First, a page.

Interim Executive Consultancy – How It’s Viewed

    January 25, 2007

Many organisations face a dilemma in business strategy.

On the one hand there is a requirement to be very flexible and embrace change, but on the other – to create a corporate structure, maintain consistency and build up experience.

This is where the professional ‘Interim Executives,’ are able to make their mark; companies entrust them with full authority to change the state of things. Various aspects affect most organisations:- mergers, acquisitions, divestments and downsizings, together with rationalisation and restructurings. It is no wonder that there is a limited life span of the average Chief Executive, with a requirement for shorter timescales, increased shareholder pressure and the continual impact of new technology.

An annual survey conducted by ‘Mori’ has charted changing attitudes to and indeed the use of ‘management interims,’ at or near board level in the U.K.

Many ‘ captains of industry,’ utilise interims to ‘hold-the-fort’ to cover a shortfall or the sudden departure of a senior manager/executive, through illness, death or disagreement. However, increasingly, these executive management interims are requested to oversee their companies for an uncertain future and for overseeing closures and sell-offs. These specialist ‘interims’ fulfil roles as managing directors, financial directors and global procurement directors, together with special project and logistic directors.

Captains of industry now appreciate the value of ‘interim executives’ over management consultants with regards to implementing change. They feel that they have a good experience with ‘interims’. It is now considered by industry heads that ‘interim management executives’ are more suitable for implementing change or transition and indeed are more cost-effective than management consultants.

Captains of industry source ‘interims’ through specialist providers, via head-hunting and through the ‘Big Five’ professional services.

It is thought that the most likely people to make a decision on having an ‘interim’ would be the chief executive of an organisation, followed by managing directors, chairmen and then finance directors. Some, however perceive difficulties of incorporating ‘interims’ into corporate culture; doubts about motivation, delays in bringing them ‘up-to-speed’ and lack of consistency over time. Those, of course, with experience of utilising ‘executive interims’ are obviously more likely to use them again in the future.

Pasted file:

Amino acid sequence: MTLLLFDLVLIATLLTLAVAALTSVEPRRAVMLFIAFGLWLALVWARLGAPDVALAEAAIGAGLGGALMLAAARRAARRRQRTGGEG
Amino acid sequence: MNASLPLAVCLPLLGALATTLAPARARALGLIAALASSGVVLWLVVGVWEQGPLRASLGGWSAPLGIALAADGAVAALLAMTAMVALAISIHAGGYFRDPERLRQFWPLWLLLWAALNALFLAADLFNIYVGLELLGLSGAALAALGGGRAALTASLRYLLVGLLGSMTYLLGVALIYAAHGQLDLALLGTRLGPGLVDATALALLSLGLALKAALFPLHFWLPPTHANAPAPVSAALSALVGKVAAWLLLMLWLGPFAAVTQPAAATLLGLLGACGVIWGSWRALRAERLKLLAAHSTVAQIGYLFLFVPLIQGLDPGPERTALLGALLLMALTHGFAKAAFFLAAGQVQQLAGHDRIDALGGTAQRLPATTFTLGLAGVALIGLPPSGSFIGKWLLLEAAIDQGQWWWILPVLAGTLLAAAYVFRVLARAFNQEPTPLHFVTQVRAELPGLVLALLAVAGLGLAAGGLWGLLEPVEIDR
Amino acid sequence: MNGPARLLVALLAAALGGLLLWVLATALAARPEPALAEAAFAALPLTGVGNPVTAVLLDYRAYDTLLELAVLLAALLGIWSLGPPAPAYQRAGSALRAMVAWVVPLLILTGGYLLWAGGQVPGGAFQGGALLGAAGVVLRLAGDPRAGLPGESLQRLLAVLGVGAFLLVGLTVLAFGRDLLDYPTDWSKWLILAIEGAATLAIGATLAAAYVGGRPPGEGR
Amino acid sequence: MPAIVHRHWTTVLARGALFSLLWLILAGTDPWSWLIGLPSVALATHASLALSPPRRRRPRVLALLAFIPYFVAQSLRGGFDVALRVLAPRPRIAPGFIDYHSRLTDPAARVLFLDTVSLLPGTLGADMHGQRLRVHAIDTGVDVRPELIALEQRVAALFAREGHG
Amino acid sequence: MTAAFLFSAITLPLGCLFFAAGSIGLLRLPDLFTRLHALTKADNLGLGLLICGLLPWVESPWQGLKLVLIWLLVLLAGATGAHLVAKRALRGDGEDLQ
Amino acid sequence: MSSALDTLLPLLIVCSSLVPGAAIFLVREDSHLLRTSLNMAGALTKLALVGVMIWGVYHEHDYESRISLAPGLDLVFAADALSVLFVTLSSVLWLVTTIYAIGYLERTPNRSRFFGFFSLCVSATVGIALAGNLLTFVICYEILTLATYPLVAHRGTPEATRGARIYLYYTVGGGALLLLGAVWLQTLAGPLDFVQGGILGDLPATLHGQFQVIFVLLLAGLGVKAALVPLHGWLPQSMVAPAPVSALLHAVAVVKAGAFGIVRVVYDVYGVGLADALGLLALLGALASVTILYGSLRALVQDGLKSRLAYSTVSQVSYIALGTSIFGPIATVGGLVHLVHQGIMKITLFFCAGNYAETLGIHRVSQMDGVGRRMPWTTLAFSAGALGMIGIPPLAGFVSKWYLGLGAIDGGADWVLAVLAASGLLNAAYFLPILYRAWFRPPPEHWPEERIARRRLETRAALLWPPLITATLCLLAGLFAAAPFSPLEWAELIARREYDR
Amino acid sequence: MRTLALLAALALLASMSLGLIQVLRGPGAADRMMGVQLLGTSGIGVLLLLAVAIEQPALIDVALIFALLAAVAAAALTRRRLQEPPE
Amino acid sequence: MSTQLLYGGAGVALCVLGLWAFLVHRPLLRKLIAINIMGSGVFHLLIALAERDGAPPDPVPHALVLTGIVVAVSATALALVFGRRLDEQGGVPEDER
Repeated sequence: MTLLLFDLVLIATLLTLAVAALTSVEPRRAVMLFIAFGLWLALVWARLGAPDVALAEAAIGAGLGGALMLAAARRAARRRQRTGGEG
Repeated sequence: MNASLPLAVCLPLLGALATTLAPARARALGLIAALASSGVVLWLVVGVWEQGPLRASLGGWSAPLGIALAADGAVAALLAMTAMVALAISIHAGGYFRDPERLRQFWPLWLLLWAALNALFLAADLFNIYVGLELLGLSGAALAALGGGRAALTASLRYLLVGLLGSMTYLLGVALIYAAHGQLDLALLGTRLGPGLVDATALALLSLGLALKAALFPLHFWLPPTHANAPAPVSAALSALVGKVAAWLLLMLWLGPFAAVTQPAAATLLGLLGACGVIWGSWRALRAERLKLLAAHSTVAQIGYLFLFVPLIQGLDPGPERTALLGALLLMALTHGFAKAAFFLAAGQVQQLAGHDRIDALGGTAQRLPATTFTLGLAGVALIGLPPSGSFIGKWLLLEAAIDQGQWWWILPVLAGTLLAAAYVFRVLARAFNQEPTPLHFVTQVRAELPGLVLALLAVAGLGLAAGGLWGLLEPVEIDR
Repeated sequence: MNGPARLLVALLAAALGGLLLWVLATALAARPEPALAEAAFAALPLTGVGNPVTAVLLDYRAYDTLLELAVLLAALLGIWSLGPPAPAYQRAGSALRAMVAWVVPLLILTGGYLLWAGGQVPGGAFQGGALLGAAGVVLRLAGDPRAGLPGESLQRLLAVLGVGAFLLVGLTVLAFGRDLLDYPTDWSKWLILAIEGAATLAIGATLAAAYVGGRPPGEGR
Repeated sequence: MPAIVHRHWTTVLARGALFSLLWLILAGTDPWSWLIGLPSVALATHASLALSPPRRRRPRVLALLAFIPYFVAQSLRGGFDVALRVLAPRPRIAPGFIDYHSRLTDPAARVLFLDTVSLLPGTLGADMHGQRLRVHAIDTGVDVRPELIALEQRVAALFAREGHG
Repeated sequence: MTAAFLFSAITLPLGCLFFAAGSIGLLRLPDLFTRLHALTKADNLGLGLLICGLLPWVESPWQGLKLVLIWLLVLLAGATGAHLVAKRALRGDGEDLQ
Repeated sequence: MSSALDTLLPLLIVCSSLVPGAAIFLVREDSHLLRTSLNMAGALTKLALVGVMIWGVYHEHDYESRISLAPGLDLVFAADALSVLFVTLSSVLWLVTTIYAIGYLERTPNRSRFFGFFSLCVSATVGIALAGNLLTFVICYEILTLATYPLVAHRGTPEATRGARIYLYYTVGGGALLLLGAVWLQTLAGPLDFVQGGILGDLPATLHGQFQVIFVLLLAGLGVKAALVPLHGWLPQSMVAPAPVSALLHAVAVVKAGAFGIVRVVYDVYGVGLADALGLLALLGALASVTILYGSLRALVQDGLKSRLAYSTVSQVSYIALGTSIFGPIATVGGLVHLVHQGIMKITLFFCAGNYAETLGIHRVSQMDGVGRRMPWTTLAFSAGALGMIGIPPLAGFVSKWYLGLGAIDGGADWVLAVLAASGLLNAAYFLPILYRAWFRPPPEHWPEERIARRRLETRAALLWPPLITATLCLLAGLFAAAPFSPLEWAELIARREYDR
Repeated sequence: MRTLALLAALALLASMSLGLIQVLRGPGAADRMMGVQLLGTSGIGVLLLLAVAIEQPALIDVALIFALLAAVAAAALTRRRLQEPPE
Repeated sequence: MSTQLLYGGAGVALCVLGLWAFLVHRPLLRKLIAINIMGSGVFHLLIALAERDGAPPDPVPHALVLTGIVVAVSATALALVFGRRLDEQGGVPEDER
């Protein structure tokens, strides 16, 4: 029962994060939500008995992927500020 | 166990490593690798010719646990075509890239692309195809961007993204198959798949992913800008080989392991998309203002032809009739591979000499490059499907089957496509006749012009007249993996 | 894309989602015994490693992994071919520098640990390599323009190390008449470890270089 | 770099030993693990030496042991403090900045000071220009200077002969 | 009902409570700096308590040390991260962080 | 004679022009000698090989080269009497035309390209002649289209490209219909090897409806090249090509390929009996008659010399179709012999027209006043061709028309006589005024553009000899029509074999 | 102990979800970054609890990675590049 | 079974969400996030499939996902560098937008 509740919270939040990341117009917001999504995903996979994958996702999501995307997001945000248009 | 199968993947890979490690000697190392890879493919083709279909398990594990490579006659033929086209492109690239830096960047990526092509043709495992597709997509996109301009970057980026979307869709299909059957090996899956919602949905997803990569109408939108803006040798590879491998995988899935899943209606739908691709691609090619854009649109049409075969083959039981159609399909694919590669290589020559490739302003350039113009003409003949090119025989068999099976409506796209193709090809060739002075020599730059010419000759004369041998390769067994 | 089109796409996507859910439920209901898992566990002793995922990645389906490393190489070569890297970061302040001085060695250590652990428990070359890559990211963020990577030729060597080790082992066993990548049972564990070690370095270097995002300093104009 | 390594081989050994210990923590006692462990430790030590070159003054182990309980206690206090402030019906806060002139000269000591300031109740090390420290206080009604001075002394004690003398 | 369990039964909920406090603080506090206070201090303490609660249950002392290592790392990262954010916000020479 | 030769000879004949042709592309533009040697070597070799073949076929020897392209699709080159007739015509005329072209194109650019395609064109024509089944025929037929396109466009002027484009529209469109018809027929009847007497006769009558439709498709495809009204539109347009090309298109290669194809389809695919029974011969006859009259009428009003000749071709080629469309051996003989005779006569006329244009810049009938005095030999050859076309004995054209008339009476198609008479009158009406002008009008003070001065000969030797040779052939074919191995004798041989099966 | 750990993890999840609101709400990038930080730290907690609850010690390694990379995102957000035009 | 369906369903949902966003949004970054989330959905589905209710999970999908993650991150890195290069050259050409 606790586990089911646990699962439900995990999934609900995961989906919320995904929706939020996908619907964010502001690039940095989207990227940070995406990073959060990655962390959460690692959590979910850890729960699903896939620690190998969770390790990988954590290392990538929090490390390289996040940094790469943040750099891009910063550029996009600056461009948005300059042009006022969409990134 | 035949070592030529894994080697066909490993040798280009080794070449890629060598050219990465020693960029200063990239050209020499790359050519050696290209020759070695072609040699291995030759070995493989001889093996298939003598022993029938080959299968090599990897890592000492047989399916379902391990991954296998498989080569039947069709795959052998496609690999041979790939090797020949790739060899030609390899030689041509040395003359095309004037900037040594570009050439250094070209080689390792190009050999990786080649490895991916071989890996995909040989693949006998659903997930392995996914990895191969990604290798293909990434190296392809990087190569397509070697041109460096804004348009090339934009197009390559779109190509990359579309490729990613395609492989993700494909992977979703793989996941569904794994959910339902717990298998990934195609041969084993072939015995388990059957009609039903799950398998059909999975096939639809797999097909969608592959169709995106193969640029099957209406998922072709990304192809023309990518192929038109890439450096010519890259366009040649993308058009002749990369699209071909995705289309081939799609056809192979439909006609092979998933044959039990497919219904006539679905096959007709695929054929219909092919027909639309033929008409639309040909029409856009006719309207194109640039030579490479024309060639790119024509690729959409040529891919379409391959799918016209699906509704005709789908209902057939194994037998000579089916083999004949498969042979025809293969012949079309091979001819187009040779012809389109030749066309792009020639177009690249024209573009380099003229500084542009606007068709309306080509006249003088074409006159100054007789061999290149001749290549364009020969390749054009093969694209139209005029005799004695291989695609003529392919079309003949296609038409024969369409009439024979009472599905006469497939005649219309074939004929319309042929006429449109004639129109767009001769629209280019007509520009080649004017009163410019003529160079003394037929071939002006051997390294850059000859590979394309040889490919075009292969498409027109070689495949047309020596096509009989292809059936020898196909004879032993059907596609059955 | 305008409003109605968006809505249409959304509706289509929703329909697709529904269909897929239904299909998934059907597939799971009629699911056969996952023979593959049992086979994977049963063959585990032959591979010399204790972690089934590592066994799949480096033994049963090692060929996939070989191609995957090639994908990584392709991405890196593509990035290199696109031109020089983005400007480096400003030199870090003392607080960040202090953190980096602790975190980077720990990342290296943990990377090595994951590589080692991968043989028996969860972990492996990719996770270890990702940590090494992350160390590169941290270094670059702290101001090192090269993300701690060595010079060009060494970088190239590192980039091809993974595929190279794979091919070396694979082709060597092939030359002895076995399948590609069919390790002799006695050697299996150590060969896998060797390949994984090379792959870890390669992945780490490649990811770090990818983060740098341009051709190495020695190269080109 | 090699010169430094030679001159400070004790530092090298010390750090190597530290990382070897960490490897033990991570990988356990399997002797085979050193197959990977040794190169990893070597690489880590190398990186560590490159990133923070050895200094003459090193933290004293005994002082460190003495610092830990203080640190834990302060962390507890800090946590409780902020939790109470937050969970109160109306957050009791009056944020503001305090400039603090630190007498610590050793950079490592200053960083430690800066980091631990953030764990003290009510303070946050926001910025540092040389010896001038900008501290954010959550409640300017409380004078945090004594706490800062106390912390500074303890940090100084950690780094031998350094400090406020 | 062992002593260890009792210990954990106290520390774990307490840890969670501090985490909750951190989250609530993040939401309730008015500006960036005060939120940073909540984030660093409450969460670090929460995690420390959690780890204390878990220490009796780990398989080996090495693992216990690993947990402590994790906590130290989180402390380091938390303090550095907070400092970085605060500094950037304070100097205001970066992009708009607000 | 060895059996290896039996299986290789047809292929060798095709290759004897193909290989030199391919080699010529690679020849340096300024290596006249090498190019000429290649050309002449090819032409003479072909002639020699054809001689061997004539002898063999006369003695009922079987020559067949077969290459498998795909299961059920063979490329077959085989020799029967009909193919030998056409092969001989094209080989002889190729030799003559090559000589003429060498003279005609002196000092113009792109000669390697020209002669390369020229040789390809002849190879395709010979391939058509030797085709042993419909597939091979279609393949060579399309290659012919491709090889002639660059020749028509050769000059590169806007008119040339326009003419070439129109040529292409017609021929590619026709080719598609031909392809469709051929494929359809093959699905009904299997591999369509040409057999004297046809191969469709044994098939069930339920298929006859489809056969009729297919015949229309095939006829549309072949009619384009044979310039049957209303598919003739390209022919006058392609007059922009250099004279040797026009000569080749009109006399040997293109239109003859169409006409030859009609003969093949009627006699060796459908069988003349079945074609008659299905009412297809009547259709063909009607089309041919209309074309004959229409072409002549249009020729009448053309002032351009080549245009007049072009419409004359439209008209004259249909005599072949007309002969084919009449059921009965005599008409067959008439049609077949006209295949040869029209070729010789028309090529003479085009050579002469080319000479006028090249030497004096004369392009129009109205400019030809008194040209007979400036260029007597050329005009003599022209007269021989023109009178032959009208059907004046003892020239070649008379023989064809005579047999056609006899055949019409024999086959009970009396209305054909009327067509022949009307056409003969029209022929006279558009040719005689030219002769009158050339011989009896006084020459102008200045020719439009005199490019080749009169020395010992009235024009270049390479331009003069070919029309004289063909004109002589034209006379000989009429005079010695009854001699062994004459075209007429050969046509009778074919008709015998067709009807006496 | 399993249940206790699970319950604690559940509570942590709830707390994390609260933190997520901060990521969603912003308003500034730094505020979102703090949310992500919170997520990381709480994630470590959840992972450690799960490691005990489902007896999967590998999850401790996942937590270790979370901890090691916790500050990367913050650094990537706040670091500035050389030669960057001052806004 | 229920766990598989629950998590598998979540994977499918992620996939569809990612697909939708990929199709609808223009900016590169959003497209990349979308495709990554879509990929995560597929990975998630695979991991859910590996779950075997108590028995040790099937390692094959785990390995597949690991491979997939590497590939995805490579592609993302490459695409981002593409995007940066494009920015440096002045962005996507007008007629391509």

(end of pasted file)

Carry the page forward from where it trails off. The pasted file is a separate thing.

A company will only truly understand the implications once it has taken that brave step of integrating it’s first ‘interim’ resource. Unfortunately the application of ‘interim executive management’ still tends to be thought of as a ‘stop-gap’ measure and the opportunities for the strategic use of and the added value to be gained from a well-selected, highly experienced resource are being overlooked. However, as confirmed by the majority of ‘users’ companies will consider ‘interims’ as an option again, on the basis of a more thorough understanding of the resource.

It seems that generally speaking the trend is a wider application of resources through a specialist provider, who will facilitate a client’s thinking and ensure a higher level of success in a placement. However, whilst the awareness of ‘interim executive management’ has increased in the U.K., the understanding of the importance and opportunities of working with a top quality specialist – one that knows the pool of professional interims in the U.K and can be highly selective from the best available – is less developed. Captains of industry seem to source interim resources through their networks, rather than through ‘specialist providers.’

Dissatisfaction can occur when company heads utilise their own networks for sourcing interims, resulting in poor selection of the right candidate, thinking of the cost-effectiveness of cutting out the middlemen. This reflects a lack of understanding of the true value and application in today’s market. It transpires, however, that statistically, there is a strength of agreement that ‘interim executives,’ are more suitable and cost-effective for change implementation than management consultants.

To summarise the situation:- the awareness of ‘interim executive management’ amongst ‘captains of industry’ is growing. The importance of utilising specialists, who know the interim pool in the U.K, who source the best available, as opposed to a gap-filler, is underrated. It is important that they are guided by the ‘experts’ in the industry, that when they’re introduced to the world of ‘interim management’ that they have a ‘good’ experience, so they don’t miss out on the opportunity for a fast and objective change implementation.

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J Hadley writes on behalf of Executive Interims – Supply Chain Practice. See: